Also Thursday, the top American representative at the talks told other delegates the United States is still committed to reducing greenhouse gas even though the Trump administration still plans to pull out of the Paris accord.

Britain and Canada, meanwhile, announced a new alliance aimed at encouraging countries to phase out the use of coal to curb climate change. Among others, the Global Alliance to Power Past Coal also includes Finland, France, Italy, Mexico, New Zealand and several U.S. states and Canadian provinces.

In closing remarks to the conference, the U.S. State Department’s Judith Garber said “we remain open to the possibility of rejoining (the Paris climate deal) at a later date under terms more favorable to the American people.”

Despite U.S. skepticism over the Paris accord, “the United States will continue to be a leader in clean energy and innovation, and we understand the need for transforming energy systems,” said Garber, the acting assistant secretary of state for oceans and international environmental and scientific affairs.

“We remain collectively committed to mitigating greenhouse gas emissions through, among other things, increased innovation on sustainable energy and energy efficiency, and working towards low greenhouse gas emissions energy systems,” she said.

The talks are expected to end Friday.

While coal-fueled power stations are considered one of the biggest sources of carbon dioxide that’s heating up the Earth’s atmosphere, countries such as Indonesia, Vietnam and the United States are planning to expand their use of coal in the coming years. Even Germany and Poland, hosts of climate talks this year and next, are holding onto coal for the foreseeable future.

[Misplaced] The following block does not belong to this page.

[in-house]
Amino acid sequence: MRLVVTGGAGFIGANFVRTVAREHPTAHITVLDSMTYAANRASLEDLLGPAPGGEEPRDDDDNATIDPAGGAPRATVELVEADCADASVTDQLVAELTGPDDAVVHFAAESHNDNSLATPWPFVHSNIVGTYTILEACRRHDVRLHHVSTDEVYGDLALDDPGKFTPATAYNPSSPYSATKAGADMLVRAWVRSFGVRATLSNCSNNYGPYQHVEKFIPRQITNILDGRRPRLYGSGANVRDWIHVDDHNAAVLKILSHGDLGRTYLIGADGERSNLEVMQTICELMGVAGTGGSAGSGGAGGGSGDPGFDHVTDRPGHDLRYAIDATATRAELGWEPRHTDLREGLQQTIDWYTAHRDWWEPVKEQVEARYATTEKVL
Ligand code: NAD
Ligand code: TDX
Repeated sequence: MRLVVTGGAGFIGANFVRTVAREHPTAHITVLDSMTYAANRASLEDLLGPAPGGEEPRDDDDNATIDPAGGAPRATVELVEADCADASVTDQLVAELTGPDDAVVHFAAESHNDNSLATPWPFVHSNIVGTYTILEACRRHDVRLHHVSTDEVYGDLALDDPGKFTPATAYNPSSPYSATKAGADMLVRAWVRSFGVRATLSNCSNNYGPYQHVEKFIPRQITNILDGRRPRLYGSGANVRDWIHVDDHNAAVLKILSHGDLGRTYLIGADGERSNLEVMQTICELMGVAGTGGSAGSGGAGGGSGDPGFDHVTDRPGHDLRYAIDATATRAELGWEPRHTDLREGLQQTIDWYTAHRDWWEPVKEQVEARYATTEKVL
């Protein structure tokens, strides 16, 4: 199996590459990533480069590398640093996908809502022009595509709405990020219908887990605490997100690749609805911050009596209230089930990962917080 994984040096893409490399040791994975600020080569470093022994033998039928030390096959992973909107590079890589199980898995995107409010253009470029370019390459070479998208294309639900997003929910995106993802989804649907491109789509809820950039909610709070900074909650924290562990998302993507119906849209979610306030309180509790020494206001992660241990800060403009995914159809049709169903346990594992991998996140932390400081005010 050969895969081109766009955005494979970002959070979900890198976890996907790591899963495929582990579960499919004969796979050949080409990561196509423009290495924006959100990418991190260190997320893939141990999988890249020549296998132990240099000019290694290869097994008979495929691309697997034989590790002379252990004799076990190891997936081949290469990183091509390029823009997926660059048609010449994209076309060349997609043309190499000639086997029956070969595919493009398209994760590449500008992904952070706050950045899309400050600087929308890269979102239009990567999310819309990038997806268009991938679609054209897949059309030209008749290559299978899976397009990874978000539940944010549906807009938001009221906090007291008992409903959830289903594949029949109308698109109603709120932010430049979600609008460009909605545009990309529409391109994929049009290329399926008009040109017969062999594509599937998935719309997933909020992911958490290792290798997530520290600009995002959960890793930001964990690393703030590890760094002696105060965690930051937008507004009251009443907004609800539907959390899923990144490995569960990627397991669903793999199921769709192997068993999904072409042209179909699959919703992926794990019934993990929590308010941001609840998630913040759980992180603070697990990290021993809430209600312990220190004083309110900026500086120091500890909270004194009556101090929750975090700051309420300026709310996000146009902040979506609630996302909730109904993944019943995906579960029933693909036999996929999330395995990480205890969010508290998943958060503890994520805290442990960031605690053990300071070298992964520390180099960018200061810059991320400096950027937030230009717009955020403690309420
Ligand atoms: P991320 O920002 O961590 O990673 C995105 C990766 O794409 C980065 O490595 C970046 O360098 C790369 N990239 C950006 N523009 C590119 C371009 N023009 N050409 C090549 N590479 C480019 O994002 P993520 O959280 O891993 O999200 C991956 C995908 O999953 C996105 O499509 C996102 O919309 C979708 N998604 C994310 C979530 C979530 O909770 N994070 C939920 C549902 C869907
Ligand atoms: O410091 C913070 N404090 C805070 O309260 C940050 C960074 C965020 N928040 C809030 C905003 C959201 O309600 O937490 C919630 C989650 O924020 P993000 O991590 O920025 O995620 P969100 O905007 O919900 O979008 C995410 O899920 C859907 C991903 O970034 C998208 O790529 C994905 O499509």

Garber did not mention the use of coal, but said as countries strive to reduce greenhouse gas emissions, each “will need to determine the appropriate energy mix based on its particular circumstances, taking into account the need for energy security, promotion of economic growth and environmental protection.”

“In that context, we want to support the cleanest, most efficient power generation, regardless of source,” she added.

In a private initiative announced Thursday, Storebrand, a Norwegian investment fund that manages assets worth over $80 billion, said it would pull investments from 10 companies over their involvement in the coal sector.

Chief executive, Jan Erik Saugestad, said the decision is meant as a warning to utility companies to “clean up” their energy sources “or lose customers and investors.”